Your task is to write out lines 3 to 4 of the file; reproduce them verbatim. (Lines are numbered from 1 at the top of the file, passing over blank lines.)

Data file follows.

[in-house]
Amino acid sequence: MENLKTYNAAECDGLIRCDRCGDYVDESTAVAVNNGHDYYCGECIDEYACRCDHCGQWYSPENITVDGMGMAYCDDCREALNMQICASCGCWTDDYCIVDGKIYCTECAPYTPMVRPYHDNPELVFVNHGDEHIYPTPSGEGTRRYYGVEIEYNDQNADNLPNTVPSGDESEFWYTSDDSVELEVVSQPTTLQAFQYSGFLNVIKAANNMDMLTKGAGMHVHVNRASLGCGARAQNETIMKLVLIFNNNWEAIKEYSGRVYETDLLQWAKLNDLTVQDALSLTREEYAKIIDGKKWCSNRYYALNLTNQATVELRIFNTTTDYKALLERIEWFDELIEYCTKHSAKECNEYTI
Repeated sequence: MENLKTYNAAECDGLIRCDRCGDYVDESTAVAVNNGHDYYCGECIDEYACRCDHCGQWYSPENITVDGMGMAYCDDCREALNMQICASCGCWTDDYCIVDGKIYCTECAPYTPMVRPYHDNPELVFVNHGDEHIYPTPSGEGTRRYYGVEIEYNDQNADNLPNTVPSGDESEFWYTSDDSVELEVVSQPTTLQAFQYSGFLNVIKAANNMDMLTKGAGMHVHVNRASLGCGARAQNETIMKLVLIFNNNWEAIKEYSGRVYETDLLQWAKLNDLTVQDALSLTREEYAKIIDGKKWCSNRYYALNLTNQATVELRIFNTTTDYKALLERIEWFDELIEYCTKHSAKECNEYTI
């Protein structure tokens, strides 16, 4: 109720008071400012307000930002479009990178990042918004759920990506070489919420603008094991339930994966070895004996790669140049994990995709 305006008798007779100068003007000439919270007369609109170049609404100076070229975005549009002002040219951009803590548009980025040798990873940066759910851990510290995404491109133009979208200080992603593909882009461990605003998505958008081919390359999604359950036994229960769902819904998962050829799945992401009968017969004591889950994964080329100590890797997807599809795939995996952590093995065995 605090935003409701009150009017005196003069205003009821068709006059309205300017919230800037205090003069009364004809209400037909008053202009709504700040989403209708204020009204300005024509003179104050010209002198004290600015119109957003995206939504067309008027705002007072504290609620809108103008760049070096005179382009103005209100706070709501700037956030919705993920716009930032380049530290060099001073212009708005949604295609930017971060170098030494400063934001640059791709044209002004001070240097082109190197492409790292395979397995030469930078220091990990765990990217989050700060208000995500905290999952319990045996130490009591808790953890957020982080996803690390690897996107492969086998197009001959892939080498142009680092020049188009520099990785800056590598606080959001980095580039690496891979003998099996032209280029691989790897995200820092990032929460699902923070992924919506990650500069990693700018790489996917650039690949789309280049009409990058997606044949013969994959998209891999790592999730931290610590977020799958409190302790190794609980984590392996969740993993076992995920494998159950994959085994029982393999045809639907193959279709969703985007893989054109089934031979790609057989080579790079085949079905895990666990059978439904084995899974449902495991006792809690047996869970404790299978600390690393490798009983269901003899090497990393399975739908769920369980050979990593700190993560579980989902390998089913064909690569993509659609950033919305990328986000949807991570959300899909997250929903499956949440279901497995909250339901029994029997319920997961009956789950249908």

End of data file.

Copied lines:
Repeated sequence: MENLKTYNAAECDGLIRCDRCGDYVDESTAVAVNNGHDYYCGECIDEYACRCDHCGQWYSPENITVDGMGMAYCDDCREALNMQICASCGCWTDDYCIVDGKIYCTECAPYTPMVRPYHDNPELVFVNHGDEHIYPTPSGEGTRRYYGVEIEYNDQNADNLPNTVPSGDESEFWYTSDDSVELEVVSQPTTLQAFQYSGFLNVIKAANNMDMLTKGAGMHVHVNRASLGCGARAQNETIMKLVLIFNNNWEAIKEYSGRVYETDLLQWAKLNDLTVQDALSLTREEYAKIIDGKKWCSNRYYALNLTNQATVELRIFNTTTDYKALLERIEWFDELIEYCTKHSAKECNEYTI
């Protein structure tokens, strides 16, 4: 109720008071400012307000930002479009990178990042918004759920990506070489919420603008094991339930994966070895004996790669140049994990995709 305006008798007779100068003007000439919270007369609109170049609404100076070229975005549009002002040219951009803590548009980025040798990873940066759910851990510290995404491109133009979208200080992603593909882009461990605003998505958008081919390359999604359950036994229960769902819904998962050829799945992401009968017969004591889950994964080329100590890797997807599809795939995996952590093995065995 605090935003409701009150009017005196003069205003009821068709006059309205300017919230800037205090003069009364004809209400037909008053202009709504700040989403209708204020009204300005024509003179104050010209002198004290600015119109957003995206939504067309008027705002007072504290609620809108103008760049070096005179382009103005209100706070709501700037956030919705993920716009930032380049530290060099001073212009708005949604295609930017971060170098030494400063934001640059791709044209002004001070240097082109190197492409790292395979397995030469930078220091990990765990990217989050700060208000995500905290999952319990045996130490009591808790953890957020982080996803690390690897996107492969086998197009001959892939080498142009680092020049188009520099990785800056590598606080959001980095580039690496891979003998099996032209280029691989790897995200820092990032929460699902923070992924919506990650500069990693700018790489996917650039690949789309280049009409990058997606044949013969994959998209891999790592999730931290610590977020799958409190302790190794609980984590392996969740993993076992995920494998159950994959085994029982393999045809639907193959279709969703985007893989054109089934031979790609057989080579790079085949079905895990666990059978439904084995899974449902495991006792809690047996869970404790299978600390690393490798009983269901003899090497990393399975739908769920369980050979990593700190993560579980989902390998089913064909690569993509659609950033919305990328986000949807991570959300899909997250929903499956949440279901497995909250339901029994029997319920997961009956789950249908």